If in any doubt consult your veterinary surgeon who will be able to advise. Alternatively carry out a faecal worm egg count before treatment which will allow you to establish an approximate worm burden - though it is important to note this will not show the encysted stages as these do not shed eggs whilst in their cyst.
Tapeworm - when should I worm and do I need to double dose?
The ideal time to treat for tapeworm is the beginning and the end of the grazing season - Spring & Autumn. The reason for this is that exposure to tapeworm is greatest during extended periods of grazing - therefore treatment at the end of the grazing season and again 6months later is most effective.
If you do not wish to treat as a matter of course then use of an Equisal Saliva Test will indicate the presence of tapeworm antibodies and allow you to make an informed decision on whether or not to treat.
Tapeworm can be effectively treated in a single dose using a wormer containing praziquantel. Alternatively a double dose of a wormer containing Pyrantel can be used.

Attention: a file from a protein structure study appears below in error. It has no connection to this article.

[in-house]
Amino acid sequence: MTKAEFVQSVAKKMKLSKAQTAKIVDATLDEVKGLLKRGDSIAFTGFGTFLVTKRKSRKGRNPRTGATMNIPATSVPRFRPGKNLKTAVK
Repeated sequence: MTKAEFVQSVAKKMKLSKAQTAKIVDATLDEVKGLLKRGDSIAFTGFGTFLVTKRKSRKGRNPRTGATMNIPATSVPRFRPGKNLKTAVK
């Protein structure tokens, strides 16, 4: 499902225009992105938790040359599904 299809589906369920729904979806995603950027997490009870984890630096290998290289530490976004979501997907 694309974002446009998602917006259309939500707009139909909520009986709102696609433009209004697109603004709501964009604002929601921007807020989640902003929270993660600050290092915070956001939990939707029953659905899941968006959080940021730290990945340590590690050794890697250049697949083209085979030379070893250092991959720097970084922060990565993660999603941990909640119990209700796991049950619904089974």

What is the most common internal parasite that can affect my horse?
Small Redworm (small strongyle/cyathostomin) are the most common internal parasite to affect horses in the UK. These parasites can cause diarrhoea, rapid and severe weight loss as well as life threatening colic.
What shall I do if my horse has a high worm burden?
If you know that your horse has a high worm burden, from results from a faecal worm egg count for example, and are concerned as to what the best course of action is to treat this, we would always recommend consulting your veterinary surgeon before treatment. A possible course of action would be to treat with a wormer which will only control the adult stages such as pyrantel wormer. This can then be followed up in 7-10days with a moxidectin based treatment to treat the remaining larval parasites. Tapeworm treatment can be included if necessary.
How are routine worming and strategic worming programmes different?
Routine worming is a programme which uses anthelmintics throughout the year according to the dosing interval recommended by the manufacturer to treat for roundworm, tapeworm and bots.